I was a military wife for several years. I was also a military daughter for my entire pre-married life, so I was used to a military budget. Nothing shocked me in the cultural reorganization of my life when my husband left the military like the changes in our budget. Not moving from Tidewater, Virginia where I’d spent my formative youth and entire adult life. Not moving to Utah where the attitudes and climate were so very different than the military towns I’d lived in forever. No, the one aspect that shocked me the most was the fact we had to pay rent every month, and we couldn’t shop at the package store, the commissary or the PX.
My daughter is on the cusp of her new life with her Army man. She will be a fourth generation military wife, and I’ve already prepared her for the changes she will see financially when she and her new husband move to his next duty station. Currently, he is the local Army recruiter for our small, Utah town, so she doesn’t have all of the benefits they will have when he is reassigned. Because the transition to civilian was so shocking to me, I thought I’d give her some advice about when she and her husband are no longer active duty and what that will mean for her.
But my daughter’s isn’t the only family that is facing change. With the number of people serving in the armed forces due to wars on several fronts, the impact that this transition has on families is increasing. My advice to these families is pretty simple.
Budget. Drill. And Budget Again.
While your spouse was serving on active duty, the one left behind can easily get used to certain benefits. Free medical care at installation medical facilities, for instance. Once you transition to civilian life again, this will no longer be the case. Even if you or your spouse finds a great job with excellent medical coverage, you’ll still be financially responsible for a percentage of those costs plus a deductible. Be sure to plan for those midnight trips to the Emergency Room when your child has a wicked fever. They won’t be as affordable as they used to be.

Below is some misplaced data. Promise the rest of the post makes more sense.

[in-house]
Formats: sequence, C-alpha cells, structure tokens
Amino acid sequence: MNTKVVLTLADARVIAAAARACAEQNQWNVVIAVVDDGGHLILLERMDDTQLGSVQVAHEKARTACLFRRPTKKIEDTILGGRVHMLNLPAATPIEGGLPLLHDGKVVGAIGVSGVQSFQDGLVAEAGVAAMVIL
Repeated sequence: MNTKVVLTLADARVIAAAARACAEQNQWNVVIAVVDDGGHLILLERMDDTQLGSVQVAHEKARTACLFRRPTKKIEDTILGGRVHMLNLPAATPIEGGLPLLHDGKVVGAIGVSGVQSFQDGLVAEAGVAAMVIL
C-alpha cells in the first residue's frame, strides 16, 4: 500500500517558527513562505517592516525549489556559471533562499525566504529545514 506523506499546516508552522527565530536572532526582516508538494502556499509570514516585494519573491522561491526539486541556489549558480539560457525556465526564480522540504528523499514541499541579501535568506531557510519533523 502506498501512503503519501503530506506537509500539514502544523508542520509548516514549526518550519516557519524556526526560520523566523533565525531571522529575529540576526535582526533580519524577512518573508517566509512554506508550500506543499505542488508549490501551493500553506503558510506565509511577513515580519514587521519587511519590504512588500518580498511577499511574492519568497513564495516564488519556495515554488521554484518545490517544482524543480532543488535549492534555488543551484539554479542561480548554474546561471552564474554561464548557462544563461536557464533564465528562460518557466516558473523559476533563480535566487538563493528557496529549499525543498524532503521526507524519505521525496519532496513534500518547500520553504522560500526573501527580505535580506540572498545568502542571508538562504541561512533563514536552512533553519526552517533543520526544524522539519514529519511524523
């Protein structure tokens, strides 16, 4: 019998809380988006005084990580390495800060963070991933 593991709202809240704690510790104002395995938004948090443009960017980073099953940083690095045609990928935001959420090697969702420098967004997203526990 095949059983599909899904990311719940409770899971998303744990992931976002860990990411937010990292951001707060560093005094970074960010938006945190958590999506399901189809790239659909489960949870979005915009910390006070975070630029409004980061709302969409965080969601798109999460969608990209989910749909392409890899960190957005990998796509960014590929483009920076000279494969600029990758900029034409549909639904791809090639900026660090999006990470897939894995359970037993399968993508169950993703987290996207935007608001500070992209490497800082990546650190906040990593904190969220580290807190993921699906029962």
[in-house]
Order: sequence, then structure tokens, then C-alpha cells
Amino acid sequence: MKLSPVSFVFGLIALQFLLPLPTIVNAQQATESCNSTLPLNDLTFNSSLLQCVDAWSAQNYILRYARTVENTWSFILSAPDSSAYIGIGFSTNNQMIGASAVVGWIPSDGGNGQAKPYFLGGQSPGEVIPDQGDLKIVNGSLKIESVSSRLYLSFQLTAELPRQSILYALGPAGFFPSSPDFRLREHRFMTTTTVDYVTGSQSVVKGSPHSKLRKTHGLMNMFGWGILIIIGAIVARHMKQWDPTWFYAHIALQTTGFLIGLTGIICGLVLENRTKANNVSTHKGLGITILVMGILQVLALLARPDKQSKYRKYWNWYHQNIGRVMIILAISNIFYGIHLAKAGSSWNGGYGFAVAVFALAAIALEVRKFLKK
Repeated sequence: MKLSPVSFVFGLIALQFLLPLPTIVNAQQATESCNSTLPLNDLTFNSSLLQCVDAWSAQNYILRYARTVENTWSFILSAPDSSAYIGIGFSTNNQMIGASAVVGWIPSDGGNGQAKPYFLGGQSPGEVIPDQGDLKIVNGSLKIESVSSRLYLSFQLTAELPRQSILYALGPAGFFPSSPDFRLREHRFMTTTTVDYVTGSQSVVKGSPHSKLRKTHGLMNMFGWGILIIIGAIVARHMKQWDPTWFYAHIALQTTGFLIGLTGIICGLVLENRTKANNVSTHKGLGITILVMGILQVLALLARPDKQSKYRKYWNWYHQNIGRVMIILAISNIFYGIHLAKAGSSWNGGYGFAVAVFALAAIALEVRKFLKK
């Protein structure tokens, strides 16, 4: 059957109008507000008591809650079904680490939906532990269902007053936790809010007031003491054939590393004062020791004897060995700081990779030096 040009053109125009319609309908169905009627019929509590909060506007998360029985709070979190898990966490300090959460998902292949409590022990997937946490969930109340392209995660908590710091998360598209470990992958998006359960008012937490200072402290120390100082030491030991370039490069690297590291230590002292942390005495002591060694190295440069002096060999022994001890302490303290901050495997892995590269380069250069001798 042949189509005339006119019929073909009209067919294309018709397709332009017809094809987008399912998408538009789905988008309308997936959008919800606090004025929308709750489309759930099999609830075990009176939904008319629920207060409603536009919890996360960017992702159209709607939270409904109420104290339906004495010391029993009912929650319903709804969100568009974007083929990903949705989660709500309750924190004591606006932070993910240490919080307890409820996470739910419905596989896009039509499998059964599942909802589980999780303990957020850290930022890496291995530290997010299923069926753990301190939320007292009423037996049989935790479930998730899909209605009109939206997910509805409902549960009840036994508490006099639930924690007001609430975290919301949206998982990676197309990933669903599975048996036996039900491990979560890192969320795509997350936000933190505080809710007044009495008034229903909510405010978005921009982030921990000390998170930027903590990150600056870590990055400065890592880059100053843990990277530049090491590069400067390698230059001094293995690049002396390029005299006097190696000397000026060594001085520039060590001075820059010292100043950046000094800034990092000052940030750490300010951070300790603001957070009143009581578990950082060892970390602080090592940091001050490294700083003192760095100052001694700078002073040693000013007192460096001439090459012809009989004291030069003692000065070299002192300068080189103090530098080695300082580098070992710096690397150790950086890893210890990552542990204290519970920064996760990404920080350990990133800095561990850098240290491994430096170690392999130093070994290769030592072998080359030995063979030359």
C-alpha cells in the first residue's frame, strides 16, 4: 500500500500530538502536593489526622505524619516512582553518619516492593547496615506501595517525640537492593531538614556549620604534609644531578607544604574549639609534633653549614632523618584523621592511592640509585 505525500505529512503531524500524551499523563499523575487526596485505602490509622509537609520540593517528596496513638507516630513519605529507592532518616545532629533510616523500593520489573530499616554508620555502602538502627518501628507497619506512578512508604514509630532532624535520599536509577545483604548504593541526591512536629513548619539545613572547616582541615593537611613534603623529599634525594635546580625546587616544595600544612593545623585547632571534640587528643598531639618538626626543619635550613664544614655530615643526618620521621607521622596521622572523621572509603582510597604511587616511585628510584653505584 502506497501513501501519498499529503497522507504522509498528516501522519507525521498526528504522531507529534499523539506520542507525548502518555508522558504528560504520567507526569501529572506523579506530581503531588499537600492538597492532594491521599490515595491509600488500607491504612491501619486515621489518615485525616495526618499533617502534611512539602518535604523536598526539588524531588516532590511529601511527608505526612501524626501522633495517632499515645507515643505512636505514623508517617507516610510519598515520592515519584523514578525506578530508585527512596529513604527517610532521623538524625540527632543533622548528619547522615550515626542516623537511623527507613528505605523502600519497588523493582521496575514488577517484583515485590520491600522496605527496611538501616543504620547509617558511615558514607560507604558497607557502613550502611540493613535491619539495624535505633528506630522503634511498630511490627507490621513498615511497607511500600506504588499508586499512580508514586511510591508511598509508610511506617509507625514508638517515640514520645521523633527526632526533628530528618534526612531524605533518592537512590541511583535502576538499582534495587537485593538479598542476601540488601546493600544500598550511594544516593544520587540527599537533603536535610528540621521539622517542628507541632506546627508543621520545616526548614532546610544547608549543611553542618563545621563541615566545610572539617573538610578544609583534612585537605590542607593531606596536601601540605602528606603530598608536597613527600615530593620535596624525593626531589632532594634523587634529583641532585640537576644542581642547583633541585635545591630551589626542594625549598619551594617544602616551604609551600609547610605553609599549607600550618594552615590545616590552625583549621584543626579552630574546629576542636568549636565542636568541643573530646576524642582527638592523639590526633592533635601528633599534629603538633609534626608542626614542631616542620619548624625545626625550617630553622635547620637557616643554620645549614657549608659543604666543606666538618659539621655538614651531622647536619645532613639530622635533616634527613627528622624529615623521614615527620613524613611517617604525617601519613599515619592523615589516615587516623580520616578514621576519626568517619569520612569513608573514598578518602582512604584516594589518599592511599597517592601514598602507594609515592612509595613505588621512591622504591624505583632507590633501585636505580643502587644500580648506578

So how does a family conduct a Budget Drill?
The best advice I can give to any family making the transition back to civilian life is to start banking a percentage of your paycheck and live on the remainder. Since you won’t be able to shop at the commissary anymore, you can add at least 6% to your food budget each week. This is the sales tax you haven’t been paying, but you will be paying once your leave the base. On top of that 6%, I’d take out an additional 5% to make up for the increased civilian prices.
Will you need to pay rent of a higher amount once you’re living off base? If you’re already living off base, you paycheck has included a housing allowance, so the answer is probably a resounding, “Yes.” Civilian employers don’t pay you extra simply to provide for your housing.
Start saving now for your first and last month’s rent, plus a security deposit in an amount usually equal to one month’s rent. By putting those funds away, you’ll not only be training yourself to live on less income (something that may be crucial if you have any trouble finding work in today’s downtrodden job market), but you’ll have one less financial burden to worry about when you do exit the military and need to find a place to live.
If you’ve made the decision to leave the military for one reason or another, planning and preparation can make the transition easier, and save you the same culture shock I experienced not so very long ago.
Tennille Webster is the great-granddaughter, granddaughter, daughter, former spouse, mother, sister and cousin to proud Soldier and Sailors who have sacrificed for our country. She is incredibly proud of all of them.
Sources: Personal Experience
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First Person: Is it Time for the Joint Account?
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